LaPORTE – Sorry, Fox News. That dog won’t hunt. In the hours after Hillary Clinton announced her choice of Sen. Tim Kaine (D-Virginia) as her vice-presidential pick, certain voices on the right clucked that there might be resistance from factions within the Democratic Party to the supposedly “safe” choice of Tim Kaine vs. what some viewed as more “inspiring” picks like Sen. Elizabeth Warren (D-Mass.) or Sen. Sherrod Brown (D-Ohio).
Fact is, once again, the talking heads at Fox have not done their homework. As former head of the Indiana Progressives PAC, I’m in a pretty good position to spot a “progressive” when I see one, and I have to say, as one who has followed Tim Kaine’s career, this is a guy whose progressive values were formed early and mainly through his religious upbringing as a Catholic in the Jesuit social justice tradition.
Look at the decision he made while at Harvard Law School to eschew the traditional resume-building track of a high profile judicial clerkship or an internship at one of the white shoe law firms on Wall Street. Instead, Tim Kaine made the decision to “step away from the treadmill” to “decide on my path in life” and he actually took a year off to join Jesuit missionaries in Honduras, an experience that clearly had a lasting impact on him. There, he worked with young men facing grinding poverty as he helped run a technical school set up by the Jesuits. At the school, he trained young Hondurans in various crafts who were hungry for hope and opportunity, and he had a chance while there to make a difference.
This is a guy whose “progressive” values were formed early and his decision to move to Richmond, Virginia, and settle in an integrated neighborhood and take up housing discrimination law were also very formitive and influential on his world view. Again, rather than seek out a position at one of the old-line Virginia law firms that were swooping up Ivy League law school graduates at the time, he represented not only death row inmates, but he took on representation of victims of housing discrimination.  The team he worked with actually won a $100 million jury verdict in a red-lining case against Nationwide Insurance.  While the verdict was overturned on appeal, his team was able to negotiate a $17.5 million settlement, bringing much needed relief to victims of housing discrimination.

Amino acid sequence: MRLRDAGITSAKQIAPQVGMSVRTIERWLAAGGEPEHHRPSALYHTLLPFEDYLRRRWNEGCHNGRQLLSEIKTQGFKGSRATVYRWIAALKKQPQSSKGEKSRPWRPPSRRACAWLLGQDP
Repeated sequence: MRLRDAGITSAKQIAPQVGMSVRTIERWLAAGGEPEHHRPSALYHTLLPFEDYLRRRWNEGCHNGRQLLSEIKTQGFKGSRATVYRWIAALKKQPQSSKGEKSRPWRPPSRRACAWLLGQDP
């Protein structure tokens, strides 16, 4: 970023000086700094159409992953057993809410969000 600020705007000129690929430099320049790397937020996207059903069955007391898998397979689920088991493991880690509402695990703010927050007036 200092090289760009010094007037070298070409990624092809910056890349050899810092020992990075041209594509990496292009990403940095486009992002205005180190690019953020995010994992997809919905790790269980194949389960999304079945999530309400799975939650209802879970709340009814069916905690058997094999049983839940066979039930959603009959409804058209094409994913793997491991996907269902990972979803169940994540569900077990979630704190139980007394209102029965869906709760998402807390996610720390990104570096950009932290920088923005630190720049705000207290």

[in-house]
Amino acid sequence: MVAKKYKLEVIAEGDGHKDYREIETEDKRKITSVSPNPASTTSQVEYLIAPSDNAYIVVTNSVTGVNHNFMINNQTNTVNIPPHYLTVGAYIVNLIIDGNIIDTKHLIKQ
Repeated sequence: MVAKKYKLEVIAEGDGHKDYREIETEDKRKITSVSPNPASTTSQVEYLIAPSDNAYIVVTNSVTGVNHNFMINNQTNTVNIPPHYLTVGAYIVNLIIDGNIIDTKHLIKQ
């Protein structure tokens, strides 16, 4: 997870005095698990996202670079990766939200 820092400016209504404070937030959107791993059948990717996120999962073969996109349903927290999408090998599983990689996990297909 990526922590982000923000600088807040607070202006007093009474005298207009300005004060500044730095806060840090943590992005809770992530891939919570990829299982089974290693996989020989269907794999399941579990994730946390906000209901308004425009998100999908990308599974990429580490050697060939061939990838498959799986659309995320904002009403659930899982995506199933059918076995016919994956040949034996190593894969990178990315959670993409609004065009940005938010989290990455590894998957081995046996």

Not only does Tim Kaine talk the talk, he’s walked the walk. As governor of a state that is practically home to the National Rifle Association, he took on the nation’s gun lobby, pushing for common sense restrictions on gun purchases such as signing an executive order after the tragedy at Virginia Tech that would keep guns out of the hands of the mentally ill. In the U.S. Senate, he’s supported increased background checks.
Though personally pro-life by virtue of his Catholicism, he’s been a forceful and articulate advocate for the rights of women to make that difficult choice in tandem with their physicians and he wins plaudits from Planned Parenthood. Also, unlike our governor, who for much of his career has parroted the absurd line pushed by the tobacco industry that cigarettes do not kill, Tim Kaine had the difficult task in the heart of a tobacco-growing state to sign a statewide smoking ban in restaurants. And while we are at it comparing Tim Kaine to Mike Pence, unlike our governor who inexplicably turned down an $80 million federal grant that would have provided universal pre-K to young Hoosiers, Tim Kaine brought universal pre-K to the Old Dominion State.   
When I was called by one of my strongly progressive friends in Indianapolis after Hillary made her choice and who seemed disappointed with the choice of Tim Kaine, I quickly reassured my friend that this progressive is very comfortable with the notion of  Kaine. Sure, he’s not anti-TPP as most Democratic progressives are, but I’m willing to cut him a break on an issue or two when I see a worldview and a civil, decent and compassionate approach to politics that someone like Tim Kaine has practiced during his entire time in elective office. I frankly think it was an inspired choice and am most comforted by the fact that Tim Kaine as a practicing Jesuit has notions of social justice that are deeply imbedded in him.
Having had the opportunity to attend Notre Dame Law School as I did in the early 1980’s, I came to understand and appreciate the commitment that Jesuits have to making a huge difference in the lives of people they encounter. I suspect that year spent in the poorest neighborhoods of Honduras had a deep and abiding impact on the man who could be our next vice president. It’s clear from his choices made while in law school and afterward when he went into law practice that Tim Kaine felt a need to put his religious values to work in his profession.
Having picked this Spanish-speaking Christian missionary was not only the politically savvy thing for Hillary Clinton to have done, but it’s also the right thing to have done. We progressives ought to be tickled pink with this choice.
Shaw Friedman is former legal counsel for the Indiana Democratic Party and a longtime HPI columnist.